The scene takes place late at night in a Hollywood bar called Eve’s. The voice of a singer, full of yearning, drifts out the door into blue-and-pinklit streets that look like a theatre set. Inside, everyone nurses a drink and a fantasy—and because Choose Me is a movie in which Los Angeles is both the setting and the state of mind, all the fantasies come true with the arrival of Mickey (Keith Carradine), a handsome drifter with a mysterious past. He claims that he has just escaped from a mental ward and that he is on his way home to Las Vegas. “But nobody’s from Las Vegas,” says an incredulous woman at the bar. “I am,” Mickey says, with a calm, ambiguous smile.
Mickey is either a pathological liar, a compulsive romantic or both; Carradine’s smooth performance walks the line between the two. He keeps asking women to marry him, including the owner of the bar, Eve (Lesley Ann Warren), a bar gadfly, Pearl, played with redeeming dignity by Rae Dawn Chong, and a radio phone-in therapist called Dr. Nancy Love (Geneviève Bujold). But both Eve and Love have a problem with romance: Eve has too many men and not enough love, and the repressed doctor Love has all the answers and not enough men. So, under an assumed name, Love moves into Eve’s house and, when strangers come calling, she answers the door. One of them—and at that point the plot swerves from straight-faced melo-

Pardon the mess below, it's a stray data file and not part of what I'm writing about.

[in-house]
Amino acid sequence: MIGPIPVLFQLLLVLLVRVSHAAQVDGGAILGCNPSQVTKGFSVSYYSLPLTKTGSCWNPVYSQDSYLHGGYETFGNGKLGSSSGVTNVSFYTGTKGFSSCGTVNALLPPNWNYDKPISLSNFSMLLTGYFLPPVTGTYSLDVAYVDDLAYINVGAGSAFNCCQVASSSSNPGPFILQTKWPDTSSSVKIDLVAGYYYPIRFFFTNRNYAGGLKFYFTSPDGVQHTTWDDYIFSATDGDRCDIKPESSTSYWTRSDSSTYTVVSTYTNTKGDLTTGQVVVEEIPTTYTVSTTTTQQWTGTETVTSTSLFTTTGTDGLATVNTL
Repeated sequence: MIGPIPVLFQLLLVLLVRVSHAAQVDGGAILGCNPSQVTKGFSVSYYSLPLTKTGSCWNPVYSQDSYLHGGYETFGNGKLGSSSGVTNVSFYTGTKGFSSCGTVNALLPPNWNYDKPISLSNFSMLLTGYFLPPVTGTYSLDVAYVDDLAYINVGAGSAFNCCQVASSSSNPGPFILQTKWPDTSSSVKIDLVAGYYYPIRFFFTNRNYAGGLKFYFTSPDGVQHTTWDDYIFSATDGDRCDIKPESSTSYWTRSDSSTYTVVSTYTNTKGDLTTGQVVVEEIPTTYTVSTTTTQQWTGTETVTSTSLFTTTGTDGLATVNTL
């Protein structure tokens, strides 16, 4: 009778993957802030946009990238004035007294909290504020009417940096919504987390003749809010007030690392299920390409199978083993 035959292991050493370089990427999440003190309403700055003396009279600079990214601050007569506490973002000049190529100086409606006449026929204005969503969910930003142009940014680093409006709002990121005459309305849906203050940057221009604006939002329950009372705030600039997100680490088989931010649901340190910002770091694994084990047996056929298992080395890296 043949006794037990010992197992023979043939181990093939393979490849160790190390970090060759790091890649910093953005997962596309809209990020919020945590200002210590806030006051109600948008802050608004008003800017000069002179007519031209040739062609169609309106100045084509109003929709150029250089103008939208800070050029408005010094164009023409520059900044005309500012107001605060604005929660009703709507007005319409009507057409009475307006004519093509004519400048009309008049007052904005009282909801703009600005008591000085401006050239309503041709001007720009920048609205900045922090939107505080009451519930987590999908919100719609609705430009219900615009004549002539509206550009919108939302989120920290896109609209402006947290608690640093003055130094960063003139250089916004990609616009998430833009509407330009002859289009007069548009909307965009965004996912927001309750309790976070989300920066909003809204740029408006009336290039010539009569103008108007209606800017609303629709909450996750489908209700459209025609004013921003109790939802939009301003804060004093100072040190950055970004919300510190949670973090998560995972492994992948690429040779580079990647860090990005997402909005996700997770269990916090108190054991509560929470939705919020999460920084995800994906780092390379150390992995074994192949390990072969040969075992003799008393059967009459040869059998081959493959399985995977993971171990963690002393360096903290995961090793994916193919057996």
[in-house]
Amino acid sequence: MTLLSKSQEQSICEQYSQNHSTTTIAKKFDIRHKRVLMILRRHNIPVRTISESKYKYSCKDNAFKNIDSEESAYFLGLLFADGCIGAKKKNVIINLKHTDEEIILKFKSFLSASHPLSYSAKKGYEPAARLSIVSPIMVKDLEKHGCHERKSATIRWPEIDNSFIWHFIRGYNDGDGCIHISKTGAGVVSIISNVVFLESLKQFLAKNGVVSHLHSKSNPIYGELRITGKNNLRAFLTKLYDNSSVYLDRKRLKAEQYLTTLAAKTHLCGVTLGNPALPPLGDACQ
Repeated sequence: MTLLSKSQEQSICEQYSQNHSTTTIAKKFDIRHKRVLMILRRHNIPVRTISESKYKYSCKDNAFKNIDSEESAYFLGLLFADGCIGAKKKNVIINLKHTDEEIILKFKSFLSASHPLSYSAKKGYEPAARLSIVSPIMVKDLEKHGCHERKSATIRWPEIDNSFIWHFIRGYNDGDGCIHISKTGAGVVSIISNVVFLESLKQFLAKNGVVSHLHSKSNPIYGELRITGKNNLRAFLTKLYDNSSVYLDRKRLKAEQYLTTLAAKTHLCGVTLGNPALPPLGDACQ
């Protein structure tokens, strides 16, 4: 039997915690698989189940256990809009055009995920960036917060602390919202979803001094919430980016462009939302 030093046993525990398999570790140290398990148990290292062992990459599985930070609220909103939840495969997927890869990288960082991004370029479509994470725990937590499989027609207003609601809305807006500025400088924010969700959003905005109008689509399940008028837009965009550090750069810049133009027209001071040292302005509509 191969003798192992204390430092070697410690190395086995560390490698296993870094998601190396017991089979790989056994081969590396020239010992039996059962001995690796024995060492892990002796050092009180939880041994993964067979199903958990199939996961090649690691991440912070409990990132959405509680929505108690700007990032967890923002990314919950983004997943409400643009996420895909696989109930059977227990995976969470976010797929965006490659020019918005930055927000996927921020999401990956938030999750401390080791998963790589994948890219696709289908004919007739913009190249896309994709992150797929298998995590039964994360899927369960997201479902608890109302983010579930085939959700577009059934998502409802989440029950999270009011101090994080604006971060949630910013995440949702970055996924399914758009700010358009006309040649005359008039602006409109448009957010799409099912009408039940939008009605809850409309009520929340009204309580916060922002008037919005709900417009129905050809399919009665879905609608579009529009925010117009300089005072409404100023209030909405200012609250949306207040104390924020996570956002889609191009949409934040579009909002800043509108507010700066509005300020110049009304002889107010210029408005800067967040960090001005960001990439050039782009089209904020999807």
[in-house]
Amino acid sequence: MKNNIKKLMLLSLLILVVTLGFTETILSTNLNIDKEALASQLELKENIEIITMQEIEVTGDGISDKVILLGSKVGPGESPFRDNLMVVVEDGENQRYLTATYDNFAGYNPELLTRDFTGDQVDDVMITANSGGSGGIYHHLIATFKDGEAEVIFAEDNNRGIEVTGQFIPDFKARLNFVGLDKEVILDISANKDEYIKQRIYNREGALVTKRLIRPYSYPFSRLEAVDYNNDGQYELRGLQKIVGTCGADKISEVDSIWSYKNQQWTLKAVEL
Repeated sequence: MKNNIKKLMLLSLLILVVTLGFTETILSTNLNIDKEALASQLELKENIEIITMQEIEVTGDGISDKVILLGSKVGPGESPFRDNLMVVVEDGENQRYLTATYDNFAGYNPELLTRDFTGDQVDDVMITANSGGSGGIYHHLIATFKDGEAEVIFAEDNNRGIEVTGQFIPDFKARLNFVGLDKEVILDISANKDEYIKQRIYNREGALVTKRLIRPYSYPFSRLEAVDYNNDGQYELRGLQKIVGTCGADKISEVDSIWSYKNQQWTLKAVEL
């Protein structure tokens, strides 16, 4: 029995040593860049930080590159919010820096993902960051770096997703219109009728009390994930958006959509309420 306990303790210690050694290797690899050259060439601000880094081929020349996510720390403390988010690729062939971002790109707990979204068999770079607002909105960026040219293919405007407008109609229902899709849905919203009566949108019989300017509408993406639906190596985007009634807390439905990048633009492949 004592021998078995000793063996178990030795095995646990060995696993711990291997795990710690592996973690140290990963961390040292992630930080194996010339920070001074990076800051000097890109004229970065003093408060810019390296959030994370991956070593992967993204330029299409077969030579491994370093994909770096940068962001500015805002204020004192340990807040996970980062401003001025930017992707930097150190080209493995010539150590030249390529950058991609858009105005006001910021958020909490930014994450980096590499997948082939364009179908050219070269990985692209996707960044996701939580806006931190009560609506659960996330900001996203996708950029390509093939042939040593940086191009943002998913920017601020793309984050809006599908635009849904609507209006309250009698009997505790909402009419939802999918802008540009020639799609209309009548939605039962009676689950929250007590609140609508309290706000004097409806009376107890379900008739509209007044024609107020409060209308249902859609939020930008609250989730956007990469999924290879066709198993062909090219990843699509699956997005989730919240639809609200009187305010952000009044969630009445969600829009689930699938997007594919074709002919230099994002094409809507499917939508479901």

drama to sexual farce—is Mickey. He ends up in bed with Love—and in love with Eve. The morning after, the formerly prim doctor is back on the radio, extolling the joys of spontaneous sex to her devoted listeners.
The best things about Choose Me are a sly script and freewheeling performances by all the main characters. The dialogue, which has the terse pacing of a crime novel, is full of the sort of oneliners that bars generate: “New in town?” the bartender asks Mickey, who replies, “Nope. Same as ever. Town’s different.” Carradine manages to embody the paradox of a liar who always tells the truth. He sits in the eye of the camera like an alert, intelligent lizard, and his focused intensity keeps the interwoven fantasies from flying apart. Bujold is original and funny as the schizophrenic Love, and Warren does her best with the rather victimized role of the standard neurotic, looking for love and living with lunatics.
Director Alan Rudolph ( Welcome to L.A.) has taken several small risks with his film, and they have worked well. The music, composed and sung by Teddy Pendergrass, performs the role of a supporting character as it flares into passionate soul and then simmers to a low, blue flame of jazz. The design of Choose Me is strong, almost to the point of selfparody, with posters, paintings and a claustrophobic aura of chic. The result is an idiosyncratic comedy full of seductions, deceptions and illusions—just like any smoke-filled, mirror-lined, bigcity bar. — MARNI JACKSON
The story you want is part of the Maclean’s Archives. To access it, log in here or sign up for your free 30-day trial.
Experience anything and everything Maclean's has ever published — over 3,500 issues and 150,000 articles, images and advertisements — since 1905. Browse on your own, or explore our curated collections and timely recommendations.WATCH THIS VIDEO for highlights of everything the Maclean's Archives has to offer.